Hawaii – Land of Promise – The Hawaiian Hula Boys (1958)


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An individual, limited edition, example of vinyl art made from a genuine, original, 45rpm, 7” single featuring the  Extended Plaer, Hawaiii – Land of Promise by The Hawaiian Hula Boys. The record was released in 1958, on the EMI record label and has been reworked into a Shaka hand gesture which is sometimes known as ‘hang loose’ and used as a friendly gesture often associated with Hawaii and surf culture.

A great framed gift for a friend or family member who is a fan of The Hawaiian Hula Boys,  Hawaii, Hawaiian music, Guitar Music, Surfing or has a special memory linked to the song.

Presented in a black wooden box frame
Limited Edition of 100, signed and numbered by myself, the artist

Title: Hawaii – Land of Promise
Media Artist/s: The Hawaiian Hula Boys
Record Label: EMI
Medium: Mixed media, hand cut from an original 7″ vinyl single
Era: 1950s
Genre: Folk

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Additional information about this, The Hawaiian Hula Boyse vinyl art.

The Hawaiian Hula Boys – The Artist’s

Little is known about this collection of musicians who performed until the group heading of The Hawaiian Hula Boys but the songs on this extended player feature solo Hawaiian guitarist Bill Bell.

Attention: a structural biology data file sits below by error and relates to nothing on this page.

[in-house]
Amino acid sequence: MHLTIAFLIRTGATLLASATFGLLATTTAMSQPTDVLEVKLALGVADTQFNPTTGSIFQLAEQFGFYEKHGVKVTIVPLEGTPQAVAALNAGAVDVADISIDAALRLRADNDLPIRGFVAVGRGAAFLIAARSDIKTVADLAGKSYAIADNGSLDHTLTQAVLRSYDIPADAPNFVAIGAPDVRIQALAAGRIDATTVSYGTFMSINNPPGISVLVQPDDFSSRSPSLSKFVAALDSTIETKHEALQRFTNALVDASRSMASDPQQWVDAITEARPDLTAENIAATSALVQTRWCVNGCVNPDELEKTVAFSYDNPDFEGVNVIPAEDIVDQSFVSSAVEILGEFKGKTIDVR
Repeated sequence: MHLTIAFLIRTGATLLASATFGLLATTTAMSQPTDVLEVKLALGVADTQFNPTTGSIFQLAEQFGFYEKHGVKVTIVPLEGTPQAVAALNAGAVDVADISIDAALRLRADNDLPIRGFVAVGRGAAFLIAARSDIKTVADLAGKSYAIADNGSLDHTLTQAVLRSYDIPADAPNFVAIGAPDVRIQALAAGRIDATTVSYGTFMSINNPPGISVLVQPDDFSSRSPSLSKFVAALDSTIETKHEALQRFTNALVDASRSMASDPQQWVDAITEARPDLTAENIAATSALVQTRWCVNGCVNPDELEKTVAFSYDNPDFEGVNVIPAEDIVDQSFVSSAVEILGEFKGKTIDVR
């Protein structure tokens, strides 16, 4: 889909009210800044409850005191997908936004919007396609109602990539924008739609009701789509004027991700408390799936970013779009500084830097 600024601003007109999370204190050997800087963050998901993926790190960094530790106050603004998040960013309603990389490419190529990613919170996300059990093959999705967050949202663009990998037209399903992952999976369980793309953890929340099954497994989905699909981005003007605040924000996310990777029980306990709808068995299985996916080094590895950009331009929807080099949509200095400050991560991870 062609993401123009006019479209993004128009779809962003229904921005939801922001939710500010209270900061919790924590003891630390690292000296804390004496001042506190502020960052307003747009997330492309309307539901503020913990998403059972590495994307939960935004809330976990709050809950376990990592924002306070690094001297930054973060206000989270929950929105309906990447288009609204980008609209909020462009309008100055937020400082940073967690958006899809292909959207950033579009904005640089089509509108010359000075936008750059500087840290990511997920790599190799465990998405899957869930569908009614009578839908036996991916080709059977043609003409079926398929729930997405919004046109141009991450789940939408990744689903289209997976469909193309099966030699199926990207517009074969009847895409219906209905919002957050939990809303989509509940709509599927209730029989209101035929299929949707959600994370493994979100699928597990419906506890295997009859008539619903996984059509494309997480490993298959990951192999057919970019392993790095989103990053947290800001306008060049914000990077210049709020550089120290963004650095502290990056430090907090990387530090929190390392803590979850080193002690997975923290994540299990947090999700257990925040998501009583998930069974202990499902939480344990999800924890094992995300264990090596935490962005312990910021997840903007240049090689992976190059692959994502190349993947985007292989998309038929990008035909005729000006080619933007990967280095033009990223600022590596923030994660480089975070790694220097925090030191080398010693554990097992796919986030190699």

Hawaii – Land of Promise – The Songs

This EP has a collection of Hawiian themed songs. The sound is simialr to ‘Blue Hawaii’  which is actually performed here by The Waikikis.

The Shaka Hand Gesture – The Shape

Modelled into a silhouette Shaka sign. The shaka sign, sometimes known as “hang loose” is a gesture with friendly intent often associated with Hawaii and surf culture. It consists of extending the thumb and smallest finger while holding the three middle fingers curled, and gesturing in salutation while presenting the front or back of the hand; the wrist may be rotated back and forth for emphasis. The shaka sign is similar to the letter Y in the American manual alphabet in American Sign Language. The shaka sign should not be confused with the sign of the horns, where the index and pinky finger are extended and the thumb holds down the middle two fingers. According to the Honolulu Star-Bulletin, prevailing local lore credits the gesture to Hamana Kalili of Laie,who lost the three middle fingers of his right hand while working at the Kahuku Sugar Mill. Kalili was then shifted to guarding the sugar train, and his all-clear wave of thumb and pinkie is said to have evolved into the shaka as children imitated the gesture.[ Another theory relates the origin of the shaka to the Spanish immigrants, who folded their middle fingers and took their thumbs to their lips as a friendly gesture to represent sharing a drink with the natives they met in Hawaii.

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Additional information

Weight 1030 g
Dimensions 25 × 4.5 × 25 cm
Artist Formation

Group / Band








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